Where is the procession route?
The proposed procession route is the square area along the Mall adjacent to the NMAI and the National Gallery of Art.
How long is the procession route?
The route is approximately seven-tenths (.7) of a mile.
How can attendees watch the Veterans Procession?
The procession route will have standing areas for spectators to watch the procession. The procession will also be livestreamed; check this site for updates and the livestream link.
Does the museum have hotel room blocks or preferred hotels for veterans groups participating in the procession?
No, individuals and groups participating in the procession will make their own arrangements directly with area hotels. Destination DC is a resource for those seeking information on places to stay.
How can attendees watch the Dedication Ceremony?
There will be standing area on the National Mall located behind the designated areas for veterans.
The ceremony will also be livestreamed; check this site for updates and the livestream link.
Will there be seating for the general public?
There will be limited seating in the general public area, and the museum respectfully asks that these seats remain available for those needing accommodations.
Memorial Activities Around Dedication
I’d like to leave a military metal or other object at the memorial. What is the offerings policy?
The museum does not keep or acquire any offerings left at the memorial. Offerings left are disposed of respectfully in an appropriate manner, including Native American cultural practices for organic offerings. No offerings are photographed, catalogued, or otherwise documented.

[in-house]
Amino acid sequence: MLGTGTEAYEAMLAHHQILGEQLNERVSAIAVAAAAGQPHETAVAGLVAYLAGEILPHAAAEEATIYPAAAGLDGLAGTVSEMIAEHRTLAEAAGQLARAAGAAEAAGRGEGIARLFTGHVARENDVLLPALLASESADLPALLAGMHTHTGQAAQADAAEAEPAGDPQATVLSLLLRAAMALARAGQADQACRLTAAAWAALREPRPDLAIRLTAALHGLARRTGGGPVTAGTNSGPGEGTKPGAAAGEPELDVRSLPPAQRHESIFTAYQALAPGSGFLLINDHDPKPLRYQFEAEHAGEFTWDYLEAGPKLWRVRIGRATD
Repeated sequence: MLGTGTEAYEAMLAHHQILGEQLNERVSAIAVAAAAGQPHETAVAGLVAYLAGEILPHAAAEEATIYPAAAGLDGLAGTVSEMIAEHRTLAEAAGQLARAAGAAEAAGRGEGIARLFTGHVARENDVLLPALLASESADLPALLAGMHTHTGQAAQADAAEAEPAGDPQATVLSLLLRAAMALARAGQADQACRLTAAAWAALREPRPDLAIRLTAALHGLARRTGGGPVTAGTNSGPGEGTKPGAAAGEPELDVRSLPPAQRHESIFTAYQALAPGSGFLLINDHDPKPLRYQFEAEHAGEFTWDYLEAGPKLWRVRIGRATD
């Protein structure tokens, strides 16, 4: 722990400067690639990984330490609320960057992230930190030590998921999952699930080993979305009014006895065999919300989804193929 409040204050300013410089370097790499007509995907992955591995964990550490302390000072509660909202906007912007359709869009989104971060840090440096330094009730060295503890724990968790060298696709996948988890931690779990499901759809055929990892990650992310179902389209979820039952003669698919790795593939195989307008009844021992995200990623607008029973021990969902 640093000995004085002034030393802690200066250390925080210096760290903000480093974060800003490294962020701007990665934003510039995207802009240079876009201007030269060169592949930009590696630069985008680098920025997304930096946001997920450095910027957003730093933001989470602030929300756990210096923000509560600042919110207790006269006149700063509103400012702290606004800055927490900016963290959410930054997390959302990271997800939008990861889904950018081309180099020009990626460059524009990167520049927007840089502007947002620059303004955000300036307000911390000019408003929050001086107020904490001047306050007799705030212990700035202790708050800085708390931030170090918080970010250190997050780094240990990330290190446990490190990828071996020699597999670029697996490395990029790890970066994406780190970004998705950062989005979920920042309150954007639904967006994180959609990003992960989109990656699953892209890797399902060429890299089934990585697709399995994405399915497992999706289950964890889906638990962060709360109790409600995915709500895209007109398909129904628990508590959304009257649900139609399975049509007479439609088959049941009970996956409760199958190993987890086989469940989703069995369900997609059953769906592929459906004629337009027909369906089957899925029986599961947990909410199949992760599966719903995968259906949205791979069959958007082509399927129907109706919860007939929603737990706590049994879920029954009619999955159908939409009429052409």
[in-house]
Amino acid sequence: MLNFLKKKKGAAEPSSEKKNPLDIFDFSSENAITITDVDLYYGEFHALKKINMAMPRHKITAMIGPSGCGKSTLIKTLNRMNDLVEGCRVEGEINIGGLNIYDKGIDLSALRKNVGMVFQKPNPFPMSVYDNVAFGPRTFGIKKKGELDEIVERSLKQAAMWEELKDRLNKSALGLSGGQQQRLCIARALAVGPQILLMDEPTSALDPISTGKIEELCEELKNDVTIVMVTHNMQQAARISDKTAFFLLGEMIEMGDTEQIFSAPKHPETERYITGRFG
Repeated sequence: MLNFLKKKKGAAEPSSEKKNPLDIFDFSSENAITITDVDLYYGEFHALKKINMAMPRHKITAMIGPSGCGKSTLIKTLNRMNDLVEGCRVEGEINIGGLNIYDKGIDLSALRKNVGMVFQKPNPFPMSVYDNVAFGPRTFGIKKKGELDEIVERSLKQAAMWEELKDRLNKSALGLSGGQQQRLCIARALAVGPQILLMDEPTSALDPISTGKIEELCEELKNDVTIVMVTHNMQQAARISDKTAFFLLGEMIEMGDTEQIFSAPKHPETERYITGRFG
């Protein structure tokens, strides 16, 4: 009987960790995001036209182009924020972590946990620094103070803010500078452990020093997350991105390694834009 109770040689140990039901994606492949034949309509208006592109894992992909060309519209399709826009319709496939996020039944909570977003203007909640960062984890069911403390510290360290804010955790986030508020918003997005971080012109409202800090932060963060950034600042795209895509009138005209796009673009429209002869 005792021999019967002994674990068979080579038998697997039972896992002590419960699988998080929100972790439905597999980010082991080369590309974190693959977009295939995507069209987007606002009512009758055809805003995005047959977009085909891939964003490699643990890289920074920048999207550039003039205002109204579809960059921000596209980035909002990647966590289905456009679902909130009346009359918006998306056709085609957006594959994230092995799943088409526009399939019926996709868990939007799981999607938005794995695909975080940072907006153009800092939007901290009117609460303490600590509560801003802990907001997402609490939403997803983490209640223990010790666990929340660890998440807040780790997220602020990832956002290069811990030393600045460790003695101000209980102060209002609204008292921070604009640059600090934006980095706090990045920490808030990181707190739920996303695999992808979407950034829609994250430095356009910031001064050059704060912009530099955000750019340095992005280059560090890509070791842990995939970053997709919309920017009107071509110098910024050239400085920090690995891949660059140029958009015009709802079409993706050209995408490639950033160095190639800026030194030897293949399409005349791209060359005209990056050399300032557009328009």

My group would like to bring a wreath to the memorial and have a ceremony. What is the wreath laying policy?
Groups may place a wreath at the memorial during the Dedication Ceremony. The wreaths may be removed from the memorial area and placed in the adjacent welcome plaza to ensure accessibility to the memorial.
The museum does not have a recommended florist and/or staff available to accept a delivery from a florist. Groups wishing to lay a wreath at the museum are responsible for making all arrangements.
Can I or a group conduct an honor song at the memorial?
Due to capacity limitations, during the dedication weekend we respectfully ask that honor songs and ceremonies are conducted in a designated area to ensure the safety of guests visiting the memorial.
I’d like to conduct a smudging or sage burning at the memorial.
Due to capacity limitations, during the dedication weekend we respectfully ask that smudging or sage burning is conducted in a designated area to ensure the safety of guests visiting the memorial.
Will the gift shop stock books/items/materials about the Veterans Memorial?
Yes, the Roanoke Museum Store has a variety of publications and branded retail available for purchase. The shop does not carry wreaths, florals, prayer ties, or other materials for offerings.
All photos by Matailong Du for the Smithsonian’s National Museum of the American Indian